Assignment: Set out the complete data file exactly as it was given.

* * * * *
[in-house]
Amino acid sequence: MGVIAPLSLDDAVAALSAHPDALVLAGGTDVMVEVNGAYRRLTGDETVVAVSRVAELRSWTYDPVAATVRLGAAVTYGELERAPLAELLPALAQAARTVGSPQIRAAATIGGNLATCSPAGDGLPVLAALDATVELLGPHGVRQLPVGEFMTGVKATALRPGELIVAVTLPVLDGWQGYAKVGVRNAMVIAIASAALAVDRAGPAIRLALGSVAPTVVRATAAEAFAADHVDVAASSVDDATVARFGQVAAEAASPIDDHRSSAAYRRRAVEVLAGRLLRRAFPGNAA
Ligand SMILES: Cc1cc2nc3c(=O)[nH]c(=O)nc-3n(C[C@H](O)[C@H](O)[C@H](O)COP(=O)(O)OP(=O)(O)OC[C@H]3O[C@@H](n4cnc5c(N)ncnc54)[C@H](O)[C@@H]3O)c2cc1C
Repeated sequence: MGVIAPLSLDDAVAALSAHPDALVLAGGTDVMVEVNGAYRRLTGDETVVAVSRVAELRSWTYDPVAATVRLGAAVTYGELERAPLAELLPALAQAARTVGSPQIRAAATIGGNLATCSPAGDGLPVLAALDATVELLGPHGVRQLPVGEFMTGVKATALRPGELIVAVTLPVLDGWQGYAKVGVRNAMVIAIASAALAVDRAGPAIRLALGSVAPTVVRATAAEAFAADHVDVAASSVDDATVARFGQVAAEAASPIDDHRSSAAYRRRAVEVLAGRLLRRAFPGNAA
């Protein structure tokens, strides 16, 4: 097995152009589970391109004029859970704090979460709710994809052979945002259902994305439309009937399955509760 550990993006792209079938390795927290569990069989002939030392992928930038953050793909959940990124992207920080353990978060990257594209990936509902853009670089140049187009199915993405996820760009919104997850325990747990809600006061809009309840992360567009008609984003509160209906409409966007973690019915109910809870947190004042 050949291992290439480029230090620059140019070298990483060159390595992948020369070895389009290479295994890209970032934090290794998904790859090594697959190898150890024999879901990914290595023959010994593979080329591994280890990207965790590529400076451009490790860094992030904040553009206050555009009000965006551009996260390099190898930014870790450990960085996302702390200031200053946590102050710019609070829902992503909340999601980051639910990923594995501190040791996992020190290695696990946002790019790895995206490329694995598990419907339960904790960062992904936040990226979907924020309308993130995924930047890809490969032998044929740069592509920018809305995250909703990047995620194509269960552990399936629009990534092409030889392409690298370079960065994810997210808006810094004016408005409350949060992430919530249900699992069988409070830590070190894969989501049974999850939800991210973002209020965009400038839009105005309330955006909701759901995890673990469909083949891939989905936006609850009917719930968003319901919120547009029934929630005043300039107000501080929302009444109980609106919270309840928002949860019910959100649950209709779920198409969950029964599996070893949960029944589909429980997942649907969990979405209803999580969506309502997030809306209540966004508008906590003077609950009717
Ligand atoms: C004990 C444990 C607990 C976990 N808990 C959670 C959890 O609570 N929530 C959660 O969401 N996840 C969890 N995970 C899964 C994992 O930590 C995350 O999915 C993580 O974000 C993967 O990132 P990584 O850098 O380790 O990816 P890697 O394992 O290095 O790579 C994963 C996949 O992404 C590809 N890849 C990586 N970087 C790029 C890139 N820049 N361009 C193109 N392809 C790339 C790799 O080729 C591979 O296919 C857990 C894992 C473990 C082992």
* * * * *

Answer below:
[in-house]
Amino acid sequence: MGVIAPLSLDDAVAALSAHPDALVLAGGTDVMVEVNGAYRRLTGDETVVAVSRVAELRSWTYDPVAATVRLGAAVTYGELERAPLAELLPALAQAARTVGSPQIRAAATIGGNLATCSPAGDGLPVLAALDATVELLGPHGVRQLPVGEFMTGVKATALRPGELIVAVTLPVLDGWQGYAKVGVRNAMVIAIASAALAVDRAGPAIRLALGSVAPTVVRATAAEAFAADHVDVAASSVDDATVARFGQVAAEAASPIDDHRSSAAYRRRAVEVLAGRLLRRAFPGNAA
Ligand SMILES: Cc1cc2nc3c(=O)[nH]c(=O)nc-3n(C[C@H](O)[C@H](O)[C@H](O)COP(=O)(O)OP(=O)(O)OC[C@H]3O[C@@H](n4cnc5c(N)ncnc54)[C@H](O)[C@@H]3O)c2cc1C
Repeated sequence: MGVIAPLSLDDAVAALSAHPDALVLAGGTDVMVEVNGAYRRLTGDETVVAVSRVAELRSWTYDPVAATVRLGAAVTYGELERAPLAELLPALAQAARTVGSPQIRAAATIGGNLATCSPAGDGLPVLAALDATVELLGPHGVRQLPVGEFMTGVKATALRPGELIVAVTLPVLDGWQGYAKVGVRNAMVIAIASAALAVDRAGPAIRLALGSVAPTVVRATAAEAFAADHVDVAASSVDDATVARFGQVAAEAASPIDDHRSSAAYRRRAVEVLAGRLLRRAFPGNAA
């Protein structure tokens, strides 16, 4: 097995152009589970391109004029859970704090979460709710994809052979945002259902994305439309009937399955509760 550990993006792209079938390795927290569990069989002939030392992928930038953050793909959940990124992207920080353990978060990257594209990936509902853009670089140049187009199915993405996820760009919104997850325990747990809600006061809009309840992360567009008609984003509160209906409409966007973690019915109910809870947190004042 050949291992290439480029230090620059140019070298990483060159390595992948020369070895389009290479295994890209970032934090290794998904790859090594697959190898150890024999879901990914290595023959010994593979080329591994280890990207965790590529400076451009490790860094992030904040553009206050555009009000965006551009996260390099190898930014870790450990960085996302702390200031200053946590102050710019609070829902992503909340999601980051639910990923594995501190040791996992020190290695696990946002790019790895995206490329694995598990419907339960904790960062992904936040990226979907924020309308993130995924930047890809490969032998044929740069592509920018809305995250909703990047995620194509269960552990399936629009990534092409030889392409690298370079960065994810997210808006810094004016408005409350949060992430919530249900699992069988409070830590070190894969989501049974999850939800991210973002209020965009400038839009105005309330955006909701759901995890673990469909083949891939989905936006609850009917719930968003319901919120547009029934929630005043300039107000501080929302009444109980609106919270309840928002949860019910959100649950209709779920198409969950029964599996070893949960029944589909429980997942649907969990979405209803999580969506309502997030809306209540966004508008906590003077609950009717
Ligand atoms: C004990 C444990 C607990 C976990 N808990 C959670 C959890 O609570 N929530 C959660 O969401 N996840 C969890 N995970 C899964 C994992 O930590 C995350 O999915 C993580 O974000 C993967 O990132 P990584 O850098 O380790 O990816 P890697 O394992 O290095 O790579 C994963 C996949 O992404 C590809 N890849 C990586 N970087 C790029 C890139 N820049 N361009 C193109 N392809 C790339 C790799 O080729 C591979 O296919 C857990 C894992 C473990 C082992």